Purchase price allocation (PPA) is a way to assign costs to the assets acquired in an acquisition or merger.
Many businesses use the purchase price allocation method to determine what portion of the purchase price of an acquired business should be allocated to its assets and liabilities. This method is also referred to as cost-to-cost or direct attribution. The method is used for both mergers and acquisitions, but it has some advantages over other methods when used for acquisitions.
There are several reasons why you should consider using this approach when valuing your business:
It’s easy to understand and apply. The most common form of this method is called direct attribution, which states that each asset and liability will have a specific value assigned to it based on its fair market value at the time of acquisition. This makes it easy for buyers and sellers alike because there are no complex calculations involved. All you have to do is identify each asset and liability by category (assets include tangible property such as equipment and intangible property such as accounts receivable; liabilities include items such as accounts payable), then assign them a value based on their fair market.
Purchasing a business is a complex process that involves many factors, including:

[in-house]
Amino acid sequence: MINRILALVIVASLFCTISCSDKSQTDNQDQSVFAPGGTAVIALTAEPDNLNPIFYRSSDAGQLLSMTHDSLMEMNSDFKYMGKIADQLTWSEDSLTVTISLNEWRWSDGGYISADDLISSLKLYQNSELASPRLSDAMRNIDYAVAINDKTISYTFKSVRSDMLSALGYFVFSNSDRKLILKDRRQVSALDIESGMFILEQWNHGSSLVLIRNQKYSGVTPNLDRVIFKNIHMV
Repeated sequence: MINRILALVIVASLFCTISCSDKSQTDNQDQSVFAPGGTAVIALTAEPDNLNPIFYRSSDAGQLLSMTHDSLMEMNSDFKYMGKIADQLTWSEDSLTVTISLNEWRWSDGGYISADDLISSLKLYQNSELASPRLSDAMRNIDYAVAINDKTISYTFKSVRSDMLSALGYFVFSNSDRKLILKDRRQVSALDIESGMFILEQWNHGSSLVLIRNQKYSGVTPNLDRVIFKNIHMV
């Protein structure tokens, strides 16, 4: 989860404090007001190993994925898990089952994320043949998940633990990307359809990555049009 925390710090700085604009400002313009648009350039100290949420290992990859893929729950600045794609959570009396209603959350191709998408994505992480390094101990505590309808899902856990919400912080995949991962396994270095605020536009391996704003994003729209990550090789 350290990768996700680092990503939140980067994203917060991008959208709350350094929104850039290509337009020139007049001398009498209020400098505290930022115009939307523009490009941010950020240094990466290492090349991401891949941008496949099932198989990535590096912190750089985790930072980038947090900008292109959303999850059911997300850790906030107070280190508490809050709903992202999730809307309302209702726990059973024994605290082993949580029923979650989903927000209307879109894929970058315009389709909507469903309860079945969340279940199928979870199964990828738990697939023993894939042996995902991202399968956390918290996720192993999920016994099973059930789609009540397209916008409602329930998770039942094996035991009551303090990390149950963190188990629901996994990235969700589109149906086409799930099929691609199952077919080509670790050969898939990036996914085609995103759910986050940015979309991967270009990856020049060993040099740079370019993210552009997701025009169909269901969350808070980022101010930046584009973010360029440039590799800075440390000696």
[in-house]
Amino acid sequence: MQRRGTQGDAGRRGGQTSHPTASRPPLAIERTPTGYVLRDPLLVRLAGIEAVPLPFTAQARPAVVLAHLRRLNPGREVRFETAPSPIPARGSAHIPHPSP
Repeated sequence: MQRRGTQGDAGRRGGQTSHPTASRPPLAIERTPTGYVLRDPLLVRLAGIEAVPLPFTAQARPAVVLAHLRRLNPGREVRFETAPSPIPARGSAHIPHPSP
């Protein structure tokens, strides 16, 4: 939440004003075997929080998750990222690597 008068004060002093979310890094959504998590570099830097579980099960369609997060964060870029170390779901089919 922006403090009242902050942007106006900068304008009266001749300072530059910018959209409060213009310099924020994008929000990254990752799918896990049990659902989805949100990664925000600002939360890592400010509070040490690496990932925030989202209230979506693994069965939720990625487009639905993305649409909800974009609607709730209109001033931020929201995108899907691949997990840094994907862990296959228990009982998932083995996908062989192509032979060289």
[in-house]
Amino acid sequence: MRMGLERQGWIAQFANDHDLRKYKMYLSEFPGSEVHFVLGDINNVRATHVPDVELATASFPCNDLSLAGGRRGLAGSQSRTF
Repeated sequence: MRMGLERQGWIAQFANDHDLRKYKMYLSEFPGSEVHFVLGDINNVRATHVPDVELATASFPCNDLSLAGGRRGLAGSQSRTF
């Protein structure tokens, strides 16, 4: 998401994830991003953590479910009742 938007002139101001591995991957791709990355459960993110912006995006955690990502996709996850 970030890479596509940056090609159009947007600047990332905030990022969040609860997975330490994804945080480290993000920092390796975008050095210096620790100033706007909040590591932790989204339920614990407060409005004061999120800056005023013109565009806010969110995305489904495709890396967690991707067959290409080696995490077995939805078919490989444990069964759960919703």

The purchase price
Whether the purchase will be financed with cash or debt, or both
What assets and liabilities are included in the purchase price
How much of that purchase price will be allocated to each asset and liability on your balance sheet
EBITDA (earnings before interest, taxes, depreciation and amortization) can help you determine how much of the purchase price should be allocated to each asset and liability. In other words, it helps you determine what amount of debt and equity financing you need to raise.
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If you’re buying a startup company, then EBITDA can help you determine how much money the business can afford to pay its owner in order to get him or her onboard as an employee. This is particularly useful if the owner wants some sort of “take-out” deal. For example, if a founder wants $500,000 for 10 percent equity stake (and no salary), then he or she would need $5 million worth of revenue annually just break even after paying himself or herself a salary (if there were no other employees).